There were five of them this morning. One went out bare-headed; the other four wore pink vinyl swimming caps, little pink specks now barely visible. No one else ever swam out as far as they did. I thought they were wonderfully brave.

I wondered if they resented us, the hundreds of college kids and European trekkers who crowded the beach nowadays, showing off our toned young bodies in thong bikinis and tiny briefs. This used to be their place, an almost deserted spit of sand next to rows of single-room-occupancy hotels, inhabited by mostly Jewish retirees from the Northeast. They’d had their kosher butcher shops and their all-night cafeterias and their Yiddish folk dancing on the beach. I remembered it all from the days when I used to visit my grandmother. But sometime in the recent past, the old fishing pier got replaced with Surfer Joe’s Volleyball and Beach Club, and the old SRO hotels near the water all got new coats of paint and new clienteles a quarter the age of their former residents. Until I’d come to stay with Myra four weeks ago, I hadn’t been here for seven years, not since my grandmother died. I walked out onto my old beach, miraculously crowded with hundreds of gorgeous young bodies, and felt like Dorothy from The Wizard of Oz, stepping from black-and-white into stunning Technicolor.

My cousin Myra, lying on the towel next to mine, reached over and poked my thigh. The indentation left a white blotch on my skin. “Samantha, I’m walking over to the bar,” she said. “You want a daiquiri? I’m getting one.”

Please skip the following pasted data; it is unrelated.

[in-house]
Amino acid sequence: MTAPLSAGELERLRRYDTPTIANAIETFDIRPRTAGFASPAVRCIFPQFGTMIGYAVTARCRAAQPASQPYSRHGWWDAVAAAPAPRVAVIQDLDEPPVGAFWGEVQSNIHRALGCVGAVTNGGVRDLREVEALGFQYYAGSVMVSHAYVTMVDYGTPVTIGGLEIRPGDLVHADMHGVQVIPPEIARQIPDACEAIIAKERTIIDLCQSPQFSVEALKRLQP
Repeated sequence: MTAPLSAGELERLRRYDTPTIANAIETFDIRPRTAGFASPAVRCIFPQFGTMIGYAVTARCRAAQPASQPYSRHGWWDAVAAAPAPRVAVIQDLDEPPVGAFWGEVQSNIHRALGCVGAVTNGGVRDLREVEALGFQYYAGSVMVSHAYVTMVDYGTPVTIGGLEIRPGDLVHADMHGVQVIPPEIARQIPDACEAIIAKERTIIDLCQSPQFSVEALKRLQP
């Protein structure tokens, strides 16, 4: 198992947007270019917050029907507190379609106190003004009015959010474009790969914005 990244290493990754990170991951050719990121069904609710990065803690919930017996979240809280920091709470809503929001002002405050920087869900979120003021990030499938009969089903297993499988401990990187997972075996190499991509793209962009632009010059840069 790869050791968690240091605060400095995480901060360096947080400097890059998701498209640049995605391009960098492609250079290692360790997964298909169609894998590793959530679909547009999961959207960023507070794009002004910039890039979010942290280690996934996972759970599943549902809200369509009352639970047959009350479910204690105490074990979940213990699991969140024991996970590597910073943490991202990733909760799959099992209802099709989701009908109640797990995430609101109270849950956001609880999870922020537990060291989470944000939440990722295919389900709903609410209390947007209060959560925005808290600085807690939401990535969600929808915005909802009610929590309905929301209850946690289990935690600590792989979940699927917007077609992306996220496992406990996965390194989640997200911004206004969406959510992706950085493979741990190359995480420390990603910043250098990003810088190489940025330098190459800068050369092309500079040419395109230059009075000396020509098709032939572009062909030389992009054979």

Myra was the reason I’d decided to spend summer break in Miami Beach. She’d called me six weeks ago, desperate for a roommate because her boyfriend Laurent had dumped her and scampered back to France. She was renting a funky little apartment in an unrenovated neighborhood near the bay. Most of her neighbors were Cubans who’d come over as Marielito boat people. They were okay, if a little on the unfriendly side, but watching too many repeats of Miami Vice had Myra suspecting they were all involved in drug dealing, and she didn’t feel comfortable living there all by herself.

And there was another reason I’d come. Myra had a big decision to make. Laurent had left her with more than unpaid utility bills to deal with.

I was beginning to feel like a clay pot in a kiln. “Sure,” I said, “strawberry would be great. And make it a virgin daiquiri, please. For you, too, okay?” I tried to be tactful, but it wasn’t easy. I could hardly get her to say the “P” word, much less think seriously about the future. If she procrastinated long enough, the decision would get made for her. Maybe that’s what she wanted?

I peered through an oiled tangle of tanned bodies leaping for a volleyball and tried to find the heads of my swimmers poking out of the blue-green ocean. I couldn’t see them. Maybe they’d come back in already?

“Here’s your virgin daiq,” Myra said, handing me an oversized styrofoam cup. “Henry promises no ice balls this time.” The icy red liquid felt absolutely heavenly sliding down my gullet, cooling me from the inside out.

Myra handed me her own daiquiri (I didn’t ask whether it had booze in it), then plopped herself down on her towel. She grinned from ear to ear. “The word at the bar is that a movie crew is coming to town. They’re going to be shooting a detective story with Marielito drug gangsters and Eurotrash, lots of Art Deco penthouses and murders and stuff. You know who the star is? Bruce Willis.”

“That’s nice,” I said, displaying about as much enthusiasm as a beach umbrella would. It was already way too busy at the News Café, where I worked. A movie crew would only make things worse. I could only imagine how obnoxious the actors would be.